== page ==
In some situations, the cross-match test will come back positive, which means that this kidney is not suitable for you. This can be extremely difficult and disappointing for you and your family. The kidney team will be there to support you, through this time, in the hope that a better match for you appears next time.
The Transplant Operation If the kidney is making lots of urine and the serum creatinine is falling, it implies that the kidney is functioning well.
The good news is that the vast majority of rejection episodes respond to this treatment. Kidneys for transplantation can be: Cadaveric donors Cadaveric Kidney Transplantation At present, in Ireland, this is the commonest form of kidney transplant.
A person who has had an irreversible brain injury, usually from an accident or brain haemorrhage, becomes a kidney donor. The brain stem is responsible for the capacity for consciousness.
If brain stem is irreversibly damaged, this constitutes brain stem death, which constitutes death of the person. The donor is taken to theatre, where their kidneys and frequently many other organs are removed for transplant purposes.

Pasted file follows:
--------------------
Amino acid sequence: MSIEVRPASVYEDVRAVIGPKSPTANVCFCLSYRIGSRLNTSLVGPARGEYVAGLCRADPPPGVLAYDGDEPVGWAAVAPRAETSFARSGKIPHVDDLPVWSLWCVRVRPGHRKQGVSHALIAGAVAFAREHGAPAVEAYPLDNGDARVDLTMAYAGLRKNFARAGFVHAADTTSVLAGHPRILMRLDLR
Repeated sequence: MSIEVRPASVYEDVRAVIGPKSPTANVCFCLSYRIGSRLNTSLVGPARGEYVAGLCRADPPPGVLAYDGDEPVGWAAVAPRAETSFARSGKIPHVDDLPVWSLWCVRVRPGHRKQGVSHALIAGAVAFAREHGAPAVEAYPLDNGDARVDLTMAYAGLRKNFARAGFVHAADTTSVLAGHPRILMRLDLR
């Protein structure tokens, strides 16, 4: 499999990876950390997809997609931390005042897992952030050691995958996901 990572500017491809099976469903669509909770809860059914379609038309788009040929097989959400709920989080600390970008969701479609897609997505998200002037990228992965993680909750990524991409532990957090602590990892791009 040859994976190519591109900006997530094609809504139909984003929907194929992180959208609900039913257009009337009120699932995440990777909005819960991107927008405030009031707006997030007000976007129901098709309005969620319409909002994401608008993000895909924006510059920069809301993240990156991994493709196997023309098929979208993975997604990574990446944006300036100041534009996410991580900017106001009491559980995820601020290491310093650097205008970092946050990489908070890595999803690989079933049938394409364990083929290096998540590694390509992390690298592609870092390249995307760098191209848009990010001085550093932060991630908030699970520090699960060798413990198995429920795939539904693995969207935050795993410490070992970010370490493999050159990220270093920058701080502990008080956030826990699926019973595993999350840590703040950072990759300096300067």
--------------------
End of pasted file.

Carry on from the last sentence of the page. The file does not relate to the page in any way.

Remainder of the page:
The problem with this approach is that there are far more patients in need of a kidney transplant than there are kidneys for transplant available. The average waiting time for a kidney transplant is two, to two and a half years, although there can be enormous variation, with some patients waiting less than 6 months and some patients waiting more than 5 years because of the difficulty of matching the new kidney to particular needs.
To access the transplant list, fairly strict rules are in place. Priority is given to patients with a perfect match between the donor and recipient. After that, the major criterion used to allocate kidneys is the length of time patients have been waiting.
Children are also prioritised, and patients with very difficult life-threatening clinical situations occasionally are considered as priority.